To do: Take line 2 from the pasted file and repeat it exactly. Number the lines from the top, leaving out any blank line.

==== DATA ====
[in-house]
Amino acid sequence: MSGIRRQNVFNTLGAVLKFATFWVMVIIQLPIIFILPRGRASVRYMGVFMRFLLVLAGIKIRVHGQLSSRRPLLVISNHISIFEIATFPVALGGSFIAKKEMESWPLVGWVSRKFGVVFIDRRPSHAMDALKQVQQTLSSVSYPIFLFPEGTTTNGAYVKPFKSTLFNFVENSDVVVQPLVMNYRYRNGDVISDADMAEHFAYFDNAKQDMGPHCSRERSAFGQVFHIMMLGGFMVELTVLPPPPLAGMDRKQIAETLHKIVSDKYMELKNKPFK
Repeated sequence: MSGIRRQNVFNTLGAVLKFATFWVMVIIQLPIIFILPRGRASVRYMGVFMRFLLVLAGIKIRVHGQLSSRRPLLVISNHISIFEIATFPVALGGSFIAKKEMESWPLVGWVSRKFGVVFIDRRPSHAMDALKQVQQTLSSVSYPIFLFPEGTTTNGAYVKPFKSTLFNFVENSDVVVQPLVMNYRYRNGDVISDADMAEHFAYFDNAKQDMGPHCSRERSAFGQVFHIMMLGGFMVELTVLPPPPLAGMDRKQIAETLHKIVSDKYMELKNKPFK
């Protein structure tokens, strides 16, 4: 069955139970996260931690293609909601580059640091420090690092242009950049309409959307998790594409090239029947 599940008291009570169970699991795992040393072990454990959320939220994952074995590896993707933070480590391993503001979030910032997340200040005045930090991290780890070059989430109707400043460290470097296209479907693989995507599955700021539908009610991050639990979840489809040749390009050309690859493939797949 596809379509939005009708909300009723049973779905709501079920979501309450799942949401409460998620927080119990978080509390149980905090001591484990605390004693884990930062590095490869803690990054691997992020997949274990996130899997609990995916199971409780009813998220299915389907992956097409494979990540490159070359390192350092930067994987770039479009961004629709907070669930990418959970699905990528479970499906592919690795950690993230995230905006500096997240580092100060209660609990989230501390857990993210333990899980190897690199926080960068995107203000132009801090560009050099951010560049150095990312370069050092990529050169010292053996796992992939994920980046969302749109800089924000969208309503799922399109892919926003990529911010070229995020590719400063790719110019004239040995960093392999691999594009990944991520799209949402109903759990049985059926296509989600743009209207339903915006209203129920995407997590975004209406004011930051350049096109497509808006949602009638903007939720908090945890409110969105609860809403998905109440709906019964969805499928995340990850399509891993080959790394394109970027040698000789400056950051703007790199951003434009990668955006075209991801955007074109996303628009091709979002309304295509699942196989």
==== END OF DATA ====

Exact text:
Amino acid sequence: MSGIRRQNVFNTLGAVLKFATFWVMVIIQLPIIFILPRGRASVRYMGVFMRFLLVLAGIKIRVHGQLSSRRPLLVISNHISIFEIATFPVALGGSFIAKKEMESWPLVGWVSRKFGVVFIDRRPSHAMDALKQVQQTLSSVSYPIFLFPEGTTTNGAYVKPFKSTLFNFVENSDVVVQPLVMNYRYRNGDVISDADMAEHFAYFDNAKQDMGPHCSRERSAFGQVFHIMMLGGFMVELTVLPPPPLAGMDRKQIAETLHKIVSDKYMELKNKPFK